An Australian ceramic artist’s new work is inspired by India, writes MINAL KHONA
“I love India,” says Sally Walk, an Australian ceramic artist who recently exhibited in Hyderabad, India.
“Of all the countries I have visited, I have never connected with a country or a culture in the way I did with India. I love the food, the people are captivating, the colours and patterns mesmerising and I even loved the heat and the traffic!”
She adds, “There was so much beauty and so much inspiration that I know I will return again and again. Of course all of these feelings found their way into my work. Usually my work is quite monotone and I favour the use of black and white, but for the first time in a long time, I was inspired to use more colour. So you could say there is a little bit of India in (my recent) works.”
Sally Walk, a senior ceramic artist based in Warragul, Victoria has participated in several international exhibitions and workshops including a recent one in India. Her works are unique, highly creative and draw inspiration from human nature.
Naturally, Sally has many ceramic artist friends globally and she works and collaborates with international artists frequently.
Her tryst with India began when, as a member of the International Ceramics Association (ICA) Forum, she attended its third Forum held at the Uttaryan Art Centre in Vadodara recently.
“What an amazing venue,” says Sally. “I would like to express my gratitude to Mr. Rakesh Agrawal for the amazing opportunity to work at the art centre and for his outstanding hospitality.”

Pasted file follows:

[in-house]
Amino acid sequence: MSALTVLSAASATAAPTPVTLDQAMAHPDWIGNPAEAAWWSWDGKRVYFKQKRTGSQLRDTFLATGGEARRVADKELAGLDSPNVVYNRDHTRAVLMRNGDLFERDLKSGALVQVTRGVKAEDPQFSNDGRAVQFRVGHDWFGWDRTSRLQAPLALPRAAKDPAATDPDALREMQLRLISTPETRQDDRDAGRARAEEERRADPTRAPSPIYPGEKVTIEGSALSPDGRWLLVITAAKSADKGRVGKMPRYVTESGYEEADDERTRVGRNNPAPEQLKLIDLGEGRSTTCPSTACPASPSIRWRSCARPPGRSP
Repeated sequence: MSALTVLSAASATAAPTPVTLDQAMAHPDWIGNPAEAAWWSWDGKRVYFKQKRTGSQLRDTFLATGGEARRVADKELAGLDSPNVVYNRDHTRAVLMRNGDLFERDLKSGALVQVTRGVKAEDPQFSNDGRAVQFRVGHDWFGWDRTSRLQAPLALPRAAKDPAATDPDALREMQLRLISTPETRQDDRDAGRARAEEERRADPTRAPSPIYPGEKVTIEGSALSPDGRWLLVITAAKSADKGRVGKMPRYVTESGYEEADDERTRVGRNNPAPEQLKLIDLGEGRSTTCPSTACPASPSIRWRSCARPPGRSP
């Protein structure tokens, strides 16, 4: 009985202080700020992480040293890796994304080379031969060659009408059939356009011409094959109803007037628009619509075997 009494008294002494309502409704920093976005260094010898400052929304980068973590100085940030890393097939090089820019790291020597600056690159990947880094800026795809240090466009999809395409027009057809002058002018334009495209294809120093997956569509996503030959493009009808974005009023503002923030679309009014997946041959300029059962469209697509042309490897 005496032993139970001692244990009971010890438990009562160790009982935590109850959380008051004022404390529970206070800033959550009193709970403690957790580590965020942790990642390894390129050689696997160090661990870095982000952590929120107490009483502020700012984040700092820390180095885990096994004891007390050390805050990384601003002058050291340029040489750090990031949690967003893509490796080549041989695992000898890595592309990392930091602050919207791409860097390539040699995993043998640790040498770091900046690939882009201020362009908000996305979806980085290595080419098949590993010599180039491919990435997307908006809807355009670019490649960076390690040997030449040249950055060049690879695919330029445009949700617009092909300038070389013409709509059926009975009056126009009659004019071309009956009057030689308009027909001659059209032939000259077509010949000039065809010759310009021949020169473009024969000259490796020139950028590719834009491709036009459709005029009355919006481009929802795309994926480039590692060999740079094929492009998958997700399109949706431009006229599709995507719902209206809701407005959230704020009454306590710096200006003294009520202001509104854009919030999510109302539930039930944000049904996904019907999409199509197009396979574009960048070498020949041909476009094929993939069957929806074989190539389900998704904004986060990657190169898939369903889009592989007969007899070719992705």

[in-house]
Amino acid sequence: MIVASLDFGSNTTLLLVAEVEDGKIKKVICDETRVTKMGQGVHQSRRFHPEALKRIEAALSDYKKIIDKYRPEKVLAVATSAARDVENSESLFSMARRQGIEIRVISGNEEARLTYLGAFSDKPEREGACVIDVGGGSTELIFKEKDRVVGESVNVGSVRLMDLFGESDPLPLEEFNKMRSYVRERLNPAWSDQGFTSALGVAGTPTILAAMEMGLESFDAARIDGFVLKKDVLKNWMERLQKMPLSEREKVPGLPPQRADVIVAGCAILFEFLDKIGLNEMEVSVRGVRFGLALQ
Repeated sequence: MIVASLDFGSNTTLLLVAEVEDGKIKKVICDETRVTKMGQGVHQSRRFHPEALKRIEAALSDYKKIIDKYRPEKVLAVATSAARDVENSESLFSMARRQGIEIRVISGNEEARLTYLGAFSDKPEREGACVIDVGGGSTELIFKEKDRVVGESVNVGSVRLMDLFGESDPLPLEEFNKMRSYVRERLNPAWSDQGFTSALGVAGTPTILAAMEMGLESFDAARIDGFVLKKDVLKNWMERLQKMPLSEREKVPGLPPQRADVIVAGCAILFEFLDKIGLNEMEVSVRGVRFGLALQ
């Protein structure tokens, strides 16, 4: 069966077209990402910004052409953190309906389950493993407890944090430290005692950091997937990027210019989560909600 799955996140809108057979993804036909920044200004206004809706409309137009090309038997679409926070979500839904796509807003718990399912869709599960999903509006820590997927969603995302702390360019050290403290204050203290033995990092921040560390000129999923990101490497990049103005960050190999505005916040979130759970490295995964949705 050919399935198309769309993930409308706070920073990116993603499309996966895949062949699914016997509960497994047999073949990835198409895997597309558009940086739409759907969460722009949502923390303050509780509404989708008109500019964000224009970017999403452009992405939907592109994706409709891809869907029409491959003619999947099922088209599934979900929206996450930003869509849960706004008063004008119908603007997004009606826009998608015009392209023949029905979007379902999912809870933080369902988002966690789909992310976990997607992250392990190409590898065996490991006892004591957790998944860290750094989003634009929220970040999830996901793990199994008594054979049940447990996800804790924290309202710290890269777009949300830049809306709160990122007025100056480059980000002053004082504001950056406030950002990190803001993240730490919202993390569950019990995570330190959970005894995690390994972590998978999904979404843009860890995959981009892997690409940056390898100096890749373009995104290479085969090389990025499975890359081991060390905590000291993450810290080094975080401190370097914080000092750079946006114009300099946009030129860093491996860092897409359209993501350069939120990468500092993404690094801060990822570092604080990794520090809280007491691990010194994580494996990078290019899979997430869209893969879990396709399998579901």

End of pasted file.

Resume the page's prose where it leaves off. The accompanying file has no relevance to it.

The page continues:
The pieces she displayed were unique but the size of the work for this exhibition were on a smaller scale than her current work, due to the fact that she had to transport it to India.
“Some of the greatest friendships I have made are with artists from India. I met Indian ceramic artists Madhur Sen and Vineet Kacker in China, and Vinod Daroz recently in India and they have become wonderful friends,” she says.
In fact it was Daroz who invited her to take part in the ‘Fired Up’ exhibition in Hyderabad.
“I have a great respect for his work and I am in the process of trying to reciprocate the favour and have Daroz exhibit his work in Australia. I think it will be received well here,” she states. “That is the beauty of being able to work in partnership with other international artists, it is a chance to be presented with new opportunities, learn new skills and techniques and develop lifelong friendships.”
Sally’s interest in ceramic art began during frequent childhood visits to galleries and museums across Melbourne. At secondary school, she excelled in the arts thanks to a very enthusiastic ceramics teacher. She went on to complete her Bachelor of Arts in Ceramic Design from Monash University, and followed with a year’s residency at a ceramic art gallery. “During this time I focused on Raku and Saggar firing and became quite adept at being able to predict and create surface flashing and patterning in my work using oxides, seaweed and sawdust,” says Sally.